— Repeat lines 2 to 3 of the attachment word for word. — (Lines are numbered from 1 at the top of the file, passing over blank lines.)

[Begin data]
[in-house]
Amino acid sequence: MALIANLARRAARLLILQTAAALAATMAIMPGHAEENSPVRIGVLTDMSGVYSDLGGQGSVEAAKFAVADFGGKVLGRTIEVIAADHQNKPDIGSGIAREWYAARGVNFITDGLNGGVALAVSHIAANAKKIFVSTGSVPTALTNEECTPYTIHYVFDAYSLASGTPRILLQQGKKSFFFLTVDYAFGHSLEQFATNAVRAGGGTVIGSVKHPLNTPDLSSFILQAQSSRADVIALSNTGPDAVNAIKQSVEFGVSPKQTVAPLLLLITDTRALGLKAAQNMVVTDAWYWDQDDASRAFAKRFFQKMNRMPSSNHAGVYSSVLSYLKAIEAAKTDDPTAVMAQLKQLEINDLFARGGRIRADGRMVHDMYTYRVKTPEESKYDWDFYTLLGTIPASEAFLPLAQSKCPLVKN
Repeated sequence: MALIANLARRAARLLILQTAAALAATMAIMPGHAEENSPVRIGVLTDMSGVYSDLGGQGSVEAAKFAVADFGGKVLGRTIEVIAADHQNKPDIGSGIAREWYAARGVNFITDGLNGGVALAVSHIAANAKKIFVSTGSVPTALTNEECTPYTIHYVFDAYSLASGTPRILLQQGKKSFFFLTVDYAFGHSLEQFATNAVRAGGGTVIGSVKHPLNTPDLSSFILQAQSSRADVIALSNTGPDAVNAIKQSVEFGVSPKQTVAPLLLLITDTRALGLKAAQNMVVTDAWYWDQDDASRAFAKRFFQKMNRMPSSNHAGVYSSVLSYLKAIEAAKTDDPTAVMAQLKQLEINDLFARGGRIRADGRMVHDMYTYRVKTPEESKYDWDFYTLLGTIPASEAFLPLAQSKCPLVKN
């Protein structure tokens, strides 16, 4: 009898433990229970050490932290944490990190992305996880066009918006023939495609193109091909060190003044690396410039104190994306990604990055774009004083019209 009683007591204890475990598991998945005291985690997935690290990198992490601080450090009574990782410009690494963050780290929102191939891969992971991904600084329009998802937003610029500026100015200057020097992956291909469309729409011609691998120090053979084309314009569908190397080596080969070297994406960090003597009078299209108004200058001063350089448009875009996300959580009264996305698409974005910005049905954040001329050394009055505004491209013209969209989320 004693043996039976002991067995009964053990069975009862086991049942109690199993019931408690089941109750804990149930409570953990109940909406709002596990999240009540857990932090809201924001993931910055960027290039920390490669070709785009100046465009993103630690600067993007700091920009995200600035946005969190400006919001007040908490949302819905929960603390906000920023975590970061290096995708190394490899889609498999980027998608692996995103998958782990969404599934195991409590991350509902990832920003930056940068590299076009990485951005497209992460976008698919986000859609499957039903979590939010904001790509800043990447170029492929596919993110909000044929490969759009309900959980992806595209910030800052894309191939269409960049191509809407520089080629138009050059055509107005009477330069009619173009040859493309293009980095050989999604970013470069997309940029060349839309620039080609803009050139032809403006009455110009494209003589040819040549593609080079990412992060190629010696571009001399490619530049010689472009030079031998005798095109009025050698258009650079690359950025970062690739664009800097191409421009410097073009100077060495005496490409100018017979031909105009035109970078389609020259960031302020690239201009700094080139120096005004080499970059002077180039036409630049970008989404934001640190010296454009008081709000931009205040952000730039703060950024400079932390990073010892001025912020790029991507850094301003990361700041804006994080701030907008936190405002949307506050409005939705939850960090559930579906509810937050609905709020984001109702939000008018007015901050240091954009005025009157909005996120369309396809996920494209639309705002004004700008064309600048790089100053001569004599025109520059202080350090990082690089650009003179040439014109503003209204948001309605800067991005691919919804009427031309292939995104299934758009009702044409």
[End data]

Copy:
Amino acid sequence: MALIANLARRAARLLILQTAAALAATMAIMPGHAEENSPVRIGVLTDMSGVYSDLGGQGSVEAAKFAVADFGGKVLGRTIEVIAADHQNKPDIGSGIAREWYAARGVNFITDGLNGGVALAVSHIAANAKKIFVSTGSVPTALTNEECTPYTIHYVFDAYSLASGTPRILLQQGKKSFFFLTVDYAFGHSLEQFATNAVRAGGGTVIGSVKHPLNTPDLSSFILQAQSSRADVIALSNTGPDAVNAIKQSVEFGVSPKQTVAPLLLLITDTRALGLKAAQNMVVTDAWYWDQDDASRAFAKRFFQKMNRMPSSNHAGVYSSVLSYLKAIEAAKTDDPTAVMAQLKQLEINDLFARGGRIRADGRMVHDMYTYRVKTPEESKYDWDFYTLLGTIPASEAFLPLAQSKCPLVKN
Repeated sequence: MALIANLARRAARLLILQTAAALAATMAIMPGHAEENSPVRIGVLTDMSGVYSDLGGQGSVEAAKFAVADFGGKVLGRTIEVIAADHQNKPDIGSGIAREWYAARGVNFITDGLNGGVALAVSHIAANAKKIFVSTGSVPTALTNEECTPYTIHYVFDAYSLASGTPRILLQQGKKSFFFLTVDYAFGHSLEQFATNAVRAGGGTVIGSVKHPLNTPDLSSFILQAQSSRADVIALSNTGPDAVNAIKQSVEFGVSPKQTVAPLLLLITDTRALGLKAAQNMVVTDAWYWDQDDASRAFAKRFFQKMNRMPSSNHAGVYSSVLSYLKAIEAAKTDDPTAVMAQLKQLEINDLFARGGRIRADGRMVHDMYTYRVKTPEESKYDWDFYTLLGTIPASEAFLPLAQSKCPLVKN